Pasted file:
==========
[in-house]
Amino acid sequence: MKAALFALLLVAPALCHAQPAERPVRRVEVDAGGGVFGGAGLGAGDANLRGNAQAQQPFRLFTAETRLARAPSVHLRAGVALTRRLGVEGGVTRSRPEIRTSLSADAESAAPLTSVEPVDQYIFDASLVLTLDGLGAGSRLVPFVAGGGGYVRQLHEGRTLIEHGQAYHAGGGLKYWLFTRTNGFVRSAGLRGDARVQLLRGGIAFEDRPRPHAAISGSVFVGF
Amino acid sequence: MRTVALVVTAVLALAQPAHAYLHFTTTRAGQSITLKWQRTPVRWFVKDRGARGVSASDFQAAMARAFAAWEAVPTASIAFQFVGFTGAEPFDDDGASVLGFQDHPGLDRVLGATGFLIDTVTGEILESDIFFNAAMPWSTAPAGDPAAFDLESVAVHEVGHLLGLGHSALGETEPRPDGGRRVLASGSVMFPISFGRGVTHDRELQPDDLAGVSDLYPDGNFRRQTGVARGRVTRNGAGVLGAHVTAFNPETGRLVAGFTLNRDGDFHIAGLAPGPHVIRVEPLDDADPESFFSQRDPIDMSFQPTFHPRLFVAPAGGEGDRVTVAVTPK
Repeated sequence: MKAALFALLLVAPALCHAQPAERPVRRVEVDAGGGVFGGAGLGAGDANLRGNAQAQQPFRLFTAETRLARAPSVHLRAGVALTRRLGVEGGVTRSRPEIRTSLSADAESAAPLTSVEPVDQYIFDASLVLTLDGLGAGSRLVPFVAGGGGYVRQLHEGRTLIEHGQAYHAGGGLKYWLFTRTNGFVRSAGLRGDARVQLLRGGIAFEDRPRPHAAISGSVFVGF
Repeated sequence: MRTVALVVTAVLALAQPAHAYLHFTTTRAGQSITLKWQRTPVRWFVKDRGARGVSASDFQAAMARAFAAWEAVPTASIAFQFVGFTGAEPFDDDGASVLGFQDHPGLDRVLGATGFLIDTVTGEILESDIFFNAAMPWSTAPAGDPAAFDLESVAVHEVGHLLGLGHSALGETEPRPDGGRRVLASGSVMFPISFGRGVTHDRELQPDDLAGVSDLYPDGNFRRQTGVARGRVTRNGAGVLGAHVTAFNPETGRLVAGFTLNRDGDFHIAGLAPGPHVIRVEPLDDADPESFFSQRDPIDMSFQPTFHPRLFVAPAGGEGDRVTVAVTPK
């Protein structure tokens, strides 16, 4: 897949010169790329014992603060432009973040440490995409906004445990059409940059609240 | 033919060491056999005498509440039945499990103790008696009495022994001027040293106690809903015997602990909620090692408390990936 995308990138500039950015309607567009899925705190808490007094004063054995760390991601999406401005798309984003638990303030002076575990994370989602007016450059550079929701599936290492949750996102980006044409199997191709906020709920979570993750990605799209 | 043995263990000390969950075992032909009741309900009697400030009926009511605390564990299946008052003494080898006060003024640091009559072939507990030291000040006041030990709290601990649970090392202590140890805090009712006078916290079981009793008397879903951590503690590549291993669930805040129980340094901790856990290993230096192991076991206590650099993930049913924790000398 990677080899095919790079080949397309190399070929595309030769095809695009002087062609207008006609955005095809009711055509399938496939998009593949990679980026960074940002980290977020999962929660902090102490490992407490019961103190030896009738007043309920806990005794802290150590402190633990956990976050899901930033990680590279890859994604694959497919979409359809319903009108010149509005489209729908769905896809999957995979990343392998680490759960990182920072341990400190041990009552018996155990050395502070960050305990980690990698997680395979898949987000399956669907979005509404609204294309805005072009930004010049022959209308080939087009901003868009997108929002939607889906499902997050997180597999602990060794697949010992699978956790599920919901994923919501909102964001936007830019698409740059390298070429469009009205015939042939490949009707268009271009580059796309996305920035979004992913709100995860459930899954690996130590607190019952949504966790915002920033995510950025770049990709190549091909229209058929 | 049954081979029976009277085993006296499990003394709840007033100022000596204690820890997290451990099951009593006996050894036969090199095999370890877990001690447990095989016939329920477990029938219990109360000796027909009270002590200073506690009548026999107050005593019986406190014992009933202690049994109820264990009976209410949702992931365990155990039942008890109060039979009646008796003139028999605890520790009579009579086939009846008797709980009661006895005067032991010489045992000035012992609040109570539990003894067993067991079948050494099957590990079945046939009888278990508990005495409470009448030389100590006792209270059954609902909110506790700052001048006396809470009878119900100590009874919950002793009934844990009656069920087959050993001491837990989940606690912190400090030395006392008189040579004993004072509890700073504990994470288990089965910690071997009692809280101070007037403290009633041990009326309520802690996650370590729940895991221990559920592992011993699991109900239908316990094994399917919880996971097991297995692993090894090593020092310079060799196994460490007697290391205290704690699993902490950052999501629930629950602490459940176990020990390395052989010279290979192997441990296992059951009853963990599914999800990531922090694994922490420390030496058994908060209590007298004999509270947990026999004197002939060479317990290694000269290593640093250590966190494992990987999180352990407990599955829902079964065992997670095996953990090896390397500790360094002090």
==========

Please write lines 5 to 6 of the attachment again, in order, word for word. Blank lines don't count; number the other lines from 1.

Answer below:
Repeated sequence: MRTVALVVTAVLALAQPAHAYLHFTTTRAGQSITLKWQRTPVRWFVKDRGARGVSASDFQAAMARAFAAWEAVPTASIAFQFVGFTGAEPFDDDGASVLGFQDHPGLDRVLGATGFLIDTVTGEILESDIFFNAAMPWSTAPAGDPAAFDLESVAVHEVGHLLGLGHSALGETEPRPDGGRRVLASGSVMFPISFGRGVTHDRELQPDDLAGVSDLYPDGNFRRQTGVARGRVTRNGAGVLGAHVTAFNPETGRLVAGFTLNRDGDFHIAGLAPGPHVIRVEPLDDADPESFFSQRDPIDMSFQPTFHPRLFVAPAGGEGDRVTVAVTPK
């Protein structure tokens, strides 16, 4: 897949010169790329014992603060432009973040440490995409906004445990059409940059609240 | 033919060491056999005498509440039945499990103790008696009495022994001027040293106690809903015997602990909620090692408390990936 995308990138500039950015309607567009899925705190808490007094004063054995760390991601999406401005798309984003638990303030002076575990994370989602007016450059550079929701599936290492949750996102980006044409199997191709906020709920979570993750990605799209 | 043995263990000390969950075992032909009741309900009697400030009926009511605390564990299946008052003494080898006060003024640091009559072939507990030291000040006041030990709290601990649970090392202590140890805090009712006078916290079981009793008397879903951590503690590549291993669930805040129980340094901790856990290993230096192991076991206590650099993930049913924790000398 990677080899095919790079080949397309190399070929595309030769095809695009002087062609207008006609955005095809009711055509399938496939998009593949990679980026960074940002980290977020999962929660902090102490490992407490019961103190030896009738007043309920806990005794802290150590402190633990956990976050899901930033990680590279890859994604694959497919979409359809319903009108010149509005489209729908769905896809999957995979990343392998680490759960990182920072341990400190041990009552018996155990050395502070960050305990980690990698997680395979898949987000399956669907979005509404609204294309805005072009930004010049022959209308080939087009901003868009997108929002939607889906499902997050997180597999602990060794697949010992699978956790599920919901994923919501909102964001936007830019698409740059390298070429469009009205015939042939490949009707268009271009580059796309996305920035979004992913709100995860459930899954690996130590607190019952949504966790915002920033995510950025770049990709190549091909229209058929 | 049954081979029976009277085993006296499990003394709840007033100022000596204690820890997290451990099951009593006996050894036969090199095999370890877990001690447990095989016939329920477990029938219990109360000796027909009270002590200073506690009548026999107050005593019986406190014992009933202690049994109820264990009976209410949702992931365990155990039942008890109060039979009646008796003139028999605890520790009579009579086939009846008797709980009661006895005067032991010489045992000035012992609040109570539990003894067993067991079948050494099957590990079945046939009888278990508990005495409470009448030389100590006792209270059954609902909110506790700052001048006396809470009878119900100590009874919950002793009934844990009656069920087959050993001491837990989940606690912190400090030395006392008189040579004993004072509890700073504990994470288990089965910690071997009692809280101070007037403290009633041990009326309520802690996650370590729940895991221990559920592992011993699991109900239908316990094994399917919880996971097991297995692993090894090593020092310079060799196994460490007697290391205290704690699993902490950052999501629930629950602490459940176990020990390395052989010279290979192997441990296992059951009853963990599914999800990531922090694994922490420390030496058994908060209590007298004999509270947990026999004197002939060479317990290694000269290593640093250590966190494992990987999180352990407990599955829902079964065992997670095996953990090896390397500790360094002090």